How to Draw a Wolf Howling at the Moon Step-by-Step

Updated April 17, 2017

No one really understands why wolves howl at a full moon. The subject is replete with legends and myths about why this may be. Perhaps it is simply a reaction to the full splendour of a large rising moon that sets off a natural reaction, as it often does in people. Many natural occurrences happen during certain full moons, such as sea turtles choosing a particular full moon to come ashore and lay their eggs. A drawing of a wolf howling at the moon in a natural setting can be a very powerful, full of mystery and beauty.

Find a good side-on photograph of a howling wolf and a good close up picture of a full moon to use as your main references. Look for other close-up photographs that may help to identify some of the details of the wolf. Prepare your drawing area and have the photos placed so that you can easily view them as you draw. Decide how large you would like the wolf to be. Use the actual size on the photo if you think it is large enough. If you want to change the size, as in doubling it, for example, simply multiply your measurements from the photo by 2 to get the exact proportions. To get half the size you would multiply the measurements from the photo by one half (.5), and so on.

Draw a large circle using your compass. The circle should be about half the size of your page, placed in the middle or slightly above. Don't worry if the top of the moon is off the page but make sure the sides are inside the edge. Ensure that this circle is perfectly round. Texture the surface of the circle to indicate the surface of the moon. Add irregular lines going in random directions. Use your reference image of the moon to guide you through this. Lightly mark where the dark regions are and shade them in so they look grey. Keep other areas white. Keep detailing the moon surface until you are satisfied.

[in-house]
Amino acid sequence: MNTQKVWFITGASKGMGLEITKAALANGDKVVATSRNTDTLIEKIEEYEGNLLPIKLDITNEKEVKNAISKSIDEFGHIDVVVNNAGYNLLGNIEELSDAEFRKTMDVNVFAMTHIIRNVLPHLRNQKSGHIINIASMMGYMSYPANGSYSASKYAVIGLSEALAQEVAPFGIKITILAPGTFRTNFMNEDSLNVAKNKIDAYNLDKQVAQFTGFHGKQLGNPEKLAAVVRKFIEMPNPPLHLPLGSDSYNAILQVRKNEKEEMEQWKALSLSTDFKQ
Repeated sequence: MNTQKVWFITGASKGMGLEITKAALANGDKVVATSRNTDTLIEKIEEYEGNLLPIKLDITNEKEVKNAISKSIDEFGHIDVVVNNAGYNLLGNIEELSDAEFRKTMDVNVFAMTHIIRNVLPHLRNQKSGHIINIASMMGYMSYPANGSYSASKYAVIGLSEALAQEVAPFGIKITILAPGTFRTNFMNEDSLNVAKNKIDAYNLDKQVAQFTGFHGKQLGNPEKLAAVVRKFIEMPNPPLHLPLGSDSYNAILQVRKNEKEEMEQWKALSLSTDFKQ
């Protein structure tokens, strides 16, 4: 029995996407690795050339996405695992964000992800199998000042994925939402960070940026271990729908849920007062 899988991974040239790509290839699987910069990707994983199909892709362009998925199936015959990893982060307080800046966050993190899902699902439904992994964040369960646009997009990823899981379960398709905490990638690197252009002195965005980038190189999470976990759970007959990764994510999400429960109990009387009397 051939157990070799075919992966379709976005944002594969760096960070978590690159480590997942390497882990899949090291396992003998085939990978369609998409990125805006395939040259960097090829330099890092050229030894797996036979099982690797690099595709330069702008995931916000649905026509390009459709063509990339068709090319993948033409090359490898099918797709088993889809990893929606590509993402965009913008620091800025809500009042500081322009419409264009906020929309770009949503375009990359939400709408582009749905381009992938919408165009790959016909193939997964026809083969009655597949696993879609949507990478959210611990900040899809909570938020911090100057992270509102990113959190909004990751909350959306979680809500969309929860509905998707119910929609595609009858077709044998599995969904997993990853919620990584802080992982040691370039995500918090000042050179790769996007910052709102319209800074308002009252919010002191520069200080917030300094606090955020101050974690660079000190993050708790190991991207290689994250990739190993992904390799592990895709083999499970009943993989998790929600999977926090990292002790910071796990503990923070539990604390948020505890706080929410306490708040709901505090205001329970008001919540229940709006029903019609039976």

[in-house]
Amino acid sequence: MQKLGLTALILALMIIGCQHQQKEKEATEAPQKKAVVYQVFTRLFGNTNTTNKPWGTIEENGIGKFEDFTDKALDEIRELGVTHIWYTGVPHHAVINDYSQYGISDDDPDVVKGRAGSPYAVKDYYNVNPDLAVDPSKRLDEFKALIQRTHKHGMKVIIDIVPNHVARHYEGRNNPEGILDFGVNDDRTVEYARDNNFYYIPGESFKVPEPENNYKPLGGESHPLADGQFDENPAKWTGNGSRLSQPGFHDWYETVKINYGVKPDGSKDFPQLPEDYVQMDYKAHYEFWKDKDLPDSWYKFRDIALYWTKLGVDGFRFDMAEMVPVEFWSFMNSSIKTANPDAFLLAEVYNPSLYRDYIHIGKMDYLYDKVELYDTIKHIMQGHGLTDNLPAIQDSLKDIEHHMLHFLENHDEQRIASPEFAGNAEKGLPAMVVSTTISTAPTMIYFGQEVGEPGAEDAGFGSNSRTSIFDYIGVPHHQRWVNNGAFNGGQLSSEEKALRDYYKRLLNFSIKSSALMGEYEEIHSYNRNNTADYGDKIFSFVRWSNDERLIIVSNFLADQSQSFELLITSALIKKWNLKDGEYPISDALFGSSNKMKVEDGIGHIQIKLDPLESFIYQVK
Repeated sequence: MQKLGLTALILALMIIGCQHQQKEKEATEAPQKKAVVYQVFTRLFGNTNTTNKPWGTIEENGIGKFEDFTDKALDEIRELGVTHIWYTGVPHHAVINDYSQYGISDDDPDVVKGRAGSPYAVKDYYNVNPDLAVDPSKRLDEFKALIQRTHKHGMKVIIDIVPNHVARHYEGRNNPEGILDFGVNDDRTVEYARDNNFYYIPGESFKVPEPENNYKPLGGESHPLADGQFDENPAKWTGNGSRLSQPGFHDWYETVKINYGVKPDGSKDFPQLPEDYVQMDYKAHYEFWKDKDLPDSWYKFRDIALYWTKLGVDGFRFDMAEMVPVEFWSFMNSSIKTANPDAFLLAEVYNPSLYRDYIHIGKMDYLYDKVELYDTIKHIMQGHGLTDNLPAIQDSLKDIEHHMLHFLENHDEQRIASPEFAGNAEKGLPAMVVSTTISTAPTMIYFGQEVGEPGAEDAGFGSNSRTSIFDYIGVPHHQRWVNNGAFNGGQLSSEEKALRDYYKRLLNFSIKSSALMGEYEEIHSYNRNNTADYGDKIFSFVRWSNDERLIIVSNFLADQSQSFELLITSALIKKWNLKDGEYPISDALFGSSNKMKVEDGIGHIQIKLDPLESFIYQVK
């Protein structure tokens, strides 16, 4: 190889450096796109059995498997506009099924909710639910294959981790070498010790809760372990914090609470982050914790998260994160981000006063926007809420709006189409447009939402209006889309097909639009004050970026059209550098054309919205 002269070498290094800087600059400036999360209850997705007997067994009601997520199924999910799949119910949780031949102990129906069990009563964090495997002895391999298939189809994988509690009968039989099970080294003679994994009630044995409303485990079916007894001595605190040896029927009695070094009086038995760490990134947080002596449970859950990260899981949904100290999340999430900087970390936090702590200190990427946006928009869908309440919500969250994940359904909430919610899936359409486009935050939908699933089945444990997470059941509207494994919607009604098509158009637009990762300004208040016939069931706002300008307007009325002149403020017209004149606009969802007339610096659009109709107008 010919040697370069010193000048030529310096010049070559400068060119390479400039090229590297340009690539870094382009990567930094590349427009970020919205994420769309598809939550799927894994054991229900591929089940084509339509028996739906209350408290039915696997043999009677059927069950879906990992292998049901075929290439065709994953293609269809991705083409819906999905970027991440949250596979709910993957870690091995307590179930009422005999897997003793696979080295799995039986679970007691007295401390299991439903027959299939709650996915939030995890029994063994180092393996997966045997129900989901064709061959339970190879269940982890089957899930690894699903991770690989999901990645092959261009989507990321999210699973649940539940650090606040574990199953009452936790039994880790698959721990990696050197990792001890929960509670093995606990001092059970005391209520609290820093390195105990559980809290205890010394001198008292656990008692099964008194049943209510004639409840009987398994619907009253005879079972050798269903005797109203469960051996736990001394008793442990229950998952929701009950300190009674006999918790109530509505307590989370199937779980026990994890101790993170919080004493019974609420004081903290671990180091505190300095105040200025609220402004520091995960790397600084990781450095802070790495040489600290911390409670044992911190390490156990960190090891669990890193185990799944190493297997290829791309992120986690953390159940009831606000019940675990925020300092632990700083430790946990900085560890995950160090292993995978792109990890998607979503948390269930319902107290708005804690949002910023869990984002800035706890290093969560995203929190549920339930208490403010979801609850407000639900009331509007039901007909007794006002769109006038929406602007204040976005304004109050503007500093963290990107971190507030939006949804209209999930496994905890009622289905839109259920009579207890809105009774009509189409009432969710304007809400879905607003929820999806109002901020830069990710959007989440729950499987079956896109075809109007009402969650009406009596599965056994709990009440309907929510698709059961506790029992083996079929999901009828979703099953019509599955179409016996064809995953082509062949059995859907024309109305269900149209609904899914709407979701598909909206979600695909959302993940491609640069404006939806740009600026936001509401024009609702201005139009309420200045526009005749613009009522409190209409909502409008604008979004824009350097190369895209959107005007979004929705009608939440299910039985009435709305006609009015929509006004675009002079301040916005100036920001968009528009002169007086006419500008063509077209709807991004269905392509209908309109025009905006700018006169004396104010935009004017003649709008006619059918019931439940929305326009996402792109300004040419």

Shade in the area around the moon to represent the night sky. Keep the shading away from the moon by a few inches. Draw the darkest shading at the edge of the paper and gradually make it lighter as you go inward. Use the cloth to blend the shading by rubbing from the outside in. Don't smudge it too close to the outer edge of the moon to preserve the moon's glow. Carefully blend in areas on the surface of the moon as well. Use your reference photo if you get confused at any time.

Draw a line to indicate what the wolf is standing on. Don't worry if it overlaps the bottom of the moon. Draw the line in a way that the silhouette of the wolf will be prominently visible in the middle of the moon. This line should be the same as the ground in the reference photo showing the wolf side on. Shade in the area below the line. Shade it in darker than the darkest part of the sky.

Draw the outline of the wolf. Keep referring to the photo and use measurements to get the right proportions. Note the position of the head, tilting upwards, the open mouth and the angle of the ear. Place the feet correctly and include the tail. Keep working on this outline, as it will be the most detailed element of the wolf. Don't draw any other details on the wolf as only the outline matters when drawing a silhouette. Redraw incorrect lines until the wolf is clearly recognisable. Shade in the wolf as dark as the ground it is standing on.

Refine the outline of ground beneath and around the wolf. Create fine lines to indicate some grass and other vegetation. Keep the same level of shading for the wolf and the ground and vegetation around it.

Clean any smudges with an eraser to finish your drawing.

Things You'll Need

  • Graphite pencil
  • Eraser
  • Drawing paper
  • Compass
  • Cloth
  • Reference image
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About the Author

Rod Kuster has been a writer and editor since 1995. His work has been published in "Computer Magazine," "Boom Magazine" and Shock Media. Kuster holds a B.A. in international development studies from the University of Dalhousie.